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"Somewhere" Movie Review
Somewhere tells the story of young Hollywood celebrity actor Johnny Marco, played by Stephen Dorff and his very bright, talented, unhappy, young daughter Cleo played impeccably by Elle Fanning. The movie was written and directed by Sofia Coppola. It's her fourth movie and just as good as her most recent one, Lost in Translation, for which her script won an Academy Award..
Coppola's script and impeccable direction deals with the dissolute Hollywood movie celebrity scene with which she became intimately familiar as a child actor, as the daughter of Francis Ford Coppola, screen writer and director. However, she said in an interview about the movie, "It has personal memories, but my parents and my childhood aren't like that." Her topic is the perils of celebrity--drink, drugs, promiscuous sex, divorce and their effect on the children of celebrity parents--with precise focus and understanding. The movie is slow paced and many of the scenes are not easy to watch although interspersed with humor involving Johnny Marco's bedroom escapades which he tries unsuccessfully to hide from his daughter Cleo. Most of the humor involves sex. For example, two beautiful blonde twins come to his room every morning to perform their pole dancing routine while Johnny watches from his bed. And one afternoon a buffed young man appears at his door and announces that he's there to replace Johnny's regular daily female massage therapist. After beginning the massage, the therapist removes his shirt and then his pants at which point Johnny realizes that he's gay and kicks him out.
The movie begins with Johnny Marco driving his black Ferrari around and around a circular desert track and then jumps to a drunken Johnny Marco leaving a party and falling down the stairs and breaking his wrist.
Johnny's daughter, Cleo, lives with her mother. Fairly early in the film her mother calls Johnny to inform him that she "needs time to herself" and will be dropping Cleo off to stay with him in his suite at the historic Chateau Marmont on Sunset Boulevard. He loves Cleo, but has been too preoccupied with his celebrity life of drinking and sex to pay much attention to her. His neglect is brought home when he takes Cleo to her ice skating lesson and expressed amazement at her skill, apparently unaware that she had been taking lessons for three years. Shortly after Cleo moves in with Johnny he takes her with him to Rome for a week to receive an Italian film award. They are met at the airport by the manager of the hotel and escorted by several police cars from the airport to the hotel. He and Cleo are given a huge suite of several rooms and a large swimming pool and jacuzzi.l. He receives a key to the city from the mayor and in a ceremony which could have been designed by Berlusconi, he is awarded the Italian version of an Oscar. He and Cleo make full use of the pool and room service, and when Cleo is asleep Johnny has another type of "service."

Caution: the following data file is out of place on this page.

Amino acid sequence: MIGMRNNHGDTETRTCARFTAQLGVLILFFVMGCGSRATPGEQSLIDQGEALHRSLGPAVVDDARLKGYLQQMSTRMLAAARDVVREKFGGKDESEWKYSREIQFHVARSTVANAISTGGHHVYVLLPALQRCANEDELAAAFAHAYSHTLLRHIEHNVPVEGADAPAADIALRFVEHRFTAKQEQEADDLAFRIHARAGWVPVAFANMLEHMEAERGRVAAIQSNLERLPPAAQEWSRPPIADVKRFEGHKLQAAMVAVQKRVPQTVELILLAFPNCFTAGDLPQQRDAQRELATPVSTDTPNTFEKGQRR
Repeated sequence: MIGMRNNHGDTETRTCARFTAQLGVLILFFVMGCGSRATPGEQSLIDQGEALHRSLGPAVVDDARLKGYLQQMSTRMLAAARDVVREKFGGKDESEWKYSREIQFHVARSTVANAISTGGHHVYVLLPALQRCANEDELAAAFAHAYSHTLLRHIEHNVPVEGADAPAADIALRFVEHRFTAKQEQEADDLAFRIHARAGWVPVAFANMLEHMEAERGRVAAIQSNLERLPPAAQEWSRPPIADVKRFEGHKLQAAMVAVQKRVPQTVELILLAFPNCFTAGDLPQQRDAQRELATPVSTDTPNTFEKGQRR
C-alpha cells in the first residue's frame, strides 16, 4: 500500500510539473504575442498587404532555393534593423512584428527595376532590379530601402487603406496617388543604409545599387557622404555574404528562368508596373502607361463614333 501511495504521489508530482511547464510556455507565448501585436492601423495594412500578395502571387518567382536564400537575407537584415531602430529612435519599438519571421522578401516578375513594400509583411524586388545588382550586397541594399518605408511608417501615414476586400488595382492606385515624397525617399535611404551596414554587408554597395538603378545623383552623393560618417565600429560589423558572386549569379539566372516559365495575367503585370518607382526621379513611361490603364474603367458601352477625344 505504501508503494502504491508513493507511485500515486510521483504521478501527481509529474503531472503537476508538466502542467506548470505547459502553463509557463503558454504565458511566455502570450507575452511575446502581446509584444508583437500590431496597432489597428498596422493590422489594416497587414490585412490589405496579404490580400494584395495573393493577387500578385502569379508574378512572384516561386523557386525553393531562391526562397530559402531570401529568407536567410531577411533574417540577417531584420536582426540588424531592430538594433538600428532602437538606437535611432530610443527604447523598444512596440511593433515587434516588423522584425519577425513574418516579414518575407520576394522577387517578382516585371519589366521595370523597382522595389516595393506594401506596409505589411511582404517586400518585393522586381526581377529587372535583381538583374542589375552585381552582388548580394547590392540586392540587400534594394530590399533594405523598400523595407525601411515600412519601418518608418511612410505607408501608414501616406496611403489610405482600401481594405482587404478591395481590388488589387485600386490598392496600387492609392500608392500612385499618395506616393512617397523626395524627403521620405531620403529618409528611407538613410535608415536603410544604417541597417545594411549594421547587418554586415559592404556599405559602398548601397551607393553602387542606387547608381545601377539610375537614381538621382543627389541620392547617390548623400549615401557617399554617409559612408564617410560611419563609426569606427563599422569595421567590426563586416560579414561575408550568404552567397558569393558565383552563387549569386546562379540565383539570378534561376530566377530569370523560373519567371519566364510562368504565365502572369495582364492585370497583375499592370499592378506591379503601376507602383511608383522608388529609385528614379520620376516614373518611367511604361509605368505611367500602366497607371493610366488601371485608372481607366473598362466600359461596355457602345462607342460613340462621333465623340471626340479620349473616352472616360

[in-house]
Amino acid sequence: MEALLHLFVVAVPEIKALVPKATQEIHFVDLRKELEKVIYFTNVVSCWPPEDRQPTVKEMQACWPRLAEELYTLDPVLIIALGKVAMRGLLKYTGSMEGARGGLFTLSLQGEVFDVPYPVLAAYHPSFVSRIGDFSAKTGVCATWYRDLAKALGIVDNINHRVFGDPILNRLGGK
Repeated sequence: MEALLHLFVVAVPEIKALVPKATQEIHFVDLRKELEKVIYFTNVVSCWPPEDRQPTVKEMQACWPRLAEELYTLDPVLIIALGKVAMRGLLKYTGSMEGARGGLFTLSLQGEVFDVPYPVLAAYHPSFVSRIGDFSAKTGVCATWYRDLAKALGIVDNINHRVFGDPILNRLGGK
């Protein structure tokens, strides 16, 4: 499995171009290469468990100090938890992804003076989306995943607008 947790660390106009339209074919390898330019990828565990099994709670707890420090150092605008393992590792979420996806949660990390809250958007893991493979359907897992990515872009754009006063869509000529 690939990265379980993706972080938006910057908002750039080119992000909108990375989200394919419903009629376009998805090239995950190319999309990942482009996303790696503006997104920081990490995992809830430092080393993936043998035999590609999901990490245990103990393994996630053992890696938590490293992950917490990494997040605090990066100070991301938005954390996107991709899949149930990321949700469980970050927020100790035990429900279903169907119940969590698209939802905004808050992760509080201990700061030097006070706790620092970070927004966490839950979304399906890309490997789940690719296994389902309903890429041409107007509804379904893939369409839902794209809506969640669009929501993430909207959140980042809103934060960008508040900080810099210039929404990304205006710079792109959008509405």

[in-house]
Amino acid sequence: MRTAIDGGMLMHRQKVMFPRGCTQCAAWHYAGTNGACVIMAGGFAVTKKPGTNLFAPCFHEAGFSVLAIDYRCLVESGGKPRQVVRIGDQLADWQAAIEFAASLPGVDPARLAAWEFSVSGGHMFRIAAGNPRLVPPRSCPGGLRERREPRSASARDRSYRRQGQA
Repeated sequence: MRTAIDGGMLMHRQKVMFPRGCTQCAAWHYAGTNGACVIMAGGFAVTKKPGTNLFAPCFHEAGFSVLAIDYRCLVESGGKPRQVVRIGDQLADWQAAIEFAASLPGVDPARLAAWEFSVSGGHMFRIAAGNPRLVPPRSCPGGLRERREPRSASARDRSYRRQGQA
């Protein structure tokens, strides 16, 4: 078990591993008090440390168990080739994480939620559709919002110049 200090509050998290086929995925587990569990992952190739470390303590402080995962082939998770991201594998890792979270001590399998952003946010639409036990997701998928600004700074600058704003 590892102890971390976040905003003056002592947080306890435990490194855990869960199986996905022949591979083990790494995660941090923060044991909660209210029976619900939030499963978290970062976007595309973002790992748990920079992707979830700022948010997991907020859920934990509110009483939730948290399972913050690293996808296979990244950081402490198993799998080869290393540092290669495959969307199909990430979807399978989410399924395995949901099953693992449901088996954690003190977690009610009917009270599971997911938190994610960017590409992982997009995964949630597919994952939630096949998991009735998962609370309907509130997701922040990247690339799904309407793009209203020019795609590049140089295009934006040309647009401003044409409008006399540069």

After this interlude in Rome, Johnny and Cleo return to Johnny's suite in Hollywood's Chateau Marmont. Johnny feels guilty about neglecting Cleo and showers her with gifts, but not guilty enough to give up his booze and sex even after she breaks down in tears and expresses her feelings of neglect by her parents. As you can see by now, the movie is a comedy about a serious subject, and a bit of a downer.
“Somewhere” is rated R (Under 17 requires accompanying parent or adult guardian). Sex, drugs, the usual.
San Francisco Sentinel Interview with Sofia Coppola on "Somewhere"
- Sofia Coppola on "Somewhere"
It has personal memories, she said quietly, seated in the lobby of Hollywood's Chateau Marmont, where most of the movie is back-dropped and to which Somewhere serves as an unabashed valentine. But my childhood and my parents arent like that.
"Somewhere" Movie Review by A.O. Scott in The New York Times 12-21-10
- A.O. Scott Review of "Somewhere"
Somewhere is partly a wry and knowing comedy of show-business life, a life Ms. Coppola, who comes from a tribe of filmmakers, composers and actors, surely knows firsthand. But to overemphasize the autobiographical dimensions of Somewhere would...
Wikibio Elle Fanning
- Elle Fanning
n 2003, Fanning filmed "The Door in the Floor" opposite Jeff Bridges and Kim Basinger. Anecdotal evidence of her young skill was seen in the decision to cast her in the role of Ruth in "The Door in the Floor."
Wikibio Stephen Dorff
- Stephen Dorff
Stephen Dorff (born July 29, 1973) is an American actor, best known for portraying Stuart Sutcliffe in "Backbeat," Johnny Marco in "Somewhere," and for his roles in "Blade" and 'Cecil B. DeMented."
WikiBio Sofia Coppola
- Sofia Coppola
Sofia Coppola (born May 14, 1971) is an American screen-writer, film director, actress, and producer. In 2003 she became the third woman (and the first American woman) to be nominated for an Academy Award for Directing, for "Lost in Translation."